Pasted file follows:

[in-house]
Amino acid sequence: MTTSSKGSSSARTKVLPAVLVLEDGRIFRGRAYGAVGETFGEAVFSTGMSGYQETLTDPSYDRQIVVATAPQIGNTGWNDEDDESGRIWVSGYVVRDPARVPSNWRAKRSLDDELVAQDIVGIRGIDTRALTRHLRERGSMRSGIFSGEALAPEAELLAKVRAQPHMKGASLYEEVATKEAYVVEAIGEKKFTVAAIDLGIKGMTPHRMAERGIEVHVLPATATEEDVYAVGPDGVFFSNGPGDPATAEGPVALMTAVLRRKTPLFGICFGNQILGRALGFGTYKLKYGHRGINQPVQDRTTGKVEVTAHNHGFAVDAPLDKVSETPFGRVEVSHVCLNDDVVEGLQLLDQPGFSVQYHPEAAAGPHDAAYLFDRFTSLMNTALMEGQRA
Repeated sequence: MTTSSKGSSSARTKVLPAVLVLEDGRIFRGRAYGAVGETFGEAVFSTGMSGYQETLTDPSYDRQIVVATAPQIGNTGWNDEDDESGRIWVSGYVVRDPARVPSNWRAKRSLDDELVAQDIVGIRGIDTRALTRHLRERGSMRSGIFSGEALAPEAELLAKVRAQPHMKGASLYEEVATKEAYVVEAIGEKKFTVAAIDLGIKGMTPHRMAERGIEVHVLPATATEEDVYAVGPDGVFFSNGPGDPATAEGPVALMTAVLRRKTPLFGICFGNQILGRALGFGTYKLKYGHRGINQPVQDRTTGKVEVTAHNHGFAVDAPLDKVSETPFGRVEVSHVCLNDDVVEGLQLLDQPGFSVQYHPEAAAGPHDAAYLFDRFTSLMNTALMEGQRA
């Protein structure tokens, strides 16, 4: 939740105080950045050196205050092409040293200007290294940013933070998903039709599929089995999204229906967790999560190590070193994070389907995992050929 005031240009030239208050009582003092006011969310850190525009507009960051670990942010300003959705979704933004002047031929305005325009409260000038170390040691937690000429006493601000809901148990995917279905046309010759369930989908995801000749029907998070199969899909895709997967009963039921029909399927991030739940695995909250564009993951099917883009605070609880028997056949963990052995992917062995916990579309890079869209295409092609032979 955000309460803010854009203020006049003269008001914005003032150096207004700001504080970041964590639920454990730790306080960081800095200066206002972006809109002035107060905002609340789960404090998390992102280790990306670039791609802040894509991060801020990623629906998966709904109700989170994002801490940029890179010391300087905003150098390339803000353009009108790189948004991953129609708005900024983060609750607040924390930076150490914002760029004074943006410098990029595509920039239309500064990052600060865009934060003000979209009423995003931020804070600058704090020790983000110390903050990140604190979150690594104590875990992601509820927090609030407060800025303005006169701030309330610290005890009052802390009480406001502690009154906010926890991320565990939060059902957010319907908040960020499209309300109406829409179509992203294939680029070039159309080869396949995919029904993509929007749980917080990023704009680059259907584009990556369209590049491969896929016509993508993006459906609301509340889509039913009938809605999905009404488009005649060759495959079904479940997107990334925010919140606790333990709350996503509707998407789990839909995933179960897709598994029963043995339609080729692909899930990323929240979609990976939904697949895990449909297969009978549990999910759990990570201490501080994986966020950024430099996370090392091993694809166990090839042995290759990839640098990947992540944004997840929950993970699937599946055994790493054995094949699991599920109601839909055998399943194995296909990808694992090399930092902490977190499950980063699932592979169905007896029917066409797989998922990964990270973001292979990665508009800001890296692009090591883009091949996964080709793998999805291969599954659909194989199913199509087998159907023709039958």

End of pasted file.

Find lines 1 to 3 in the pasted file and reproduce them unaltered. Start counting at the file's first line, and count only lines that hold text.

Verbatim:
[in-house]
Amino acid sequence: MTTSSKGSSSARTKVLPAVLVLEDGRIFRGRAYGAVGETFGEAVFSTGMSGYQETLTDPSYDRQIVVATAPQIGNTGWNDEDDESGRIWVSGYVVRDPARVPSNWRAKRSLDDELVAQDIVGIRGIDTRALTRHLRERGSMRSGIFSGEALAPEAELLAKVRAQPHMKGASLYEEVATKEAYVVEAIGEKKFTVAAIDLGIKGMTPHRMAERGIEVHVLPATATEEDVYAVGPDGVFFSNGPGDPATAEGPVALMTAVLRRKTPLFGICFGNQILGRALGFGTYKLKYGHRGINQPVQDRTTGKVEVTAHNHGFAVDAPLDKVSETPFGRVEVSHVCLNDDVVEGLQLLDQPGFSVQYHPEAAAGPHDAAYLFDRFTSLMNTALMEGQRA
Repeated sequence: MTTSSKGSSSARTKVLPAVLVLEDGRIFRGRAYGAVGETFGEAVFSTGMSGYQETLTDPSYDRQIVVATAPQIGNTGWNDEDDESGRIWVSGYVVRDPARVPSNWRAKRSLDDELVAQDIVGIRGIDTRALTRHLRERGSMRSGIFSGEALAPEAELLAKVRAQPHMKGASLYEEVATKEAYVVEAIGEKKFTVAAIDLGIKGMTPHRMAERGIEVHVLPATATEEDVYAVGPDGVFFSNGPGDPATAEGPVALMTAVLRRKTPLFGICFGNQILGRALGFGTYKLKYGHRGINQPVQDRTTGKVEVTAHNHGFAVDAPLDKVSETPFGRVEVSHVCLNDDVVEGLQLLDQPGFSVQYHPEAAAGPHDAAYLFDRFTSLMNTALMEGQRA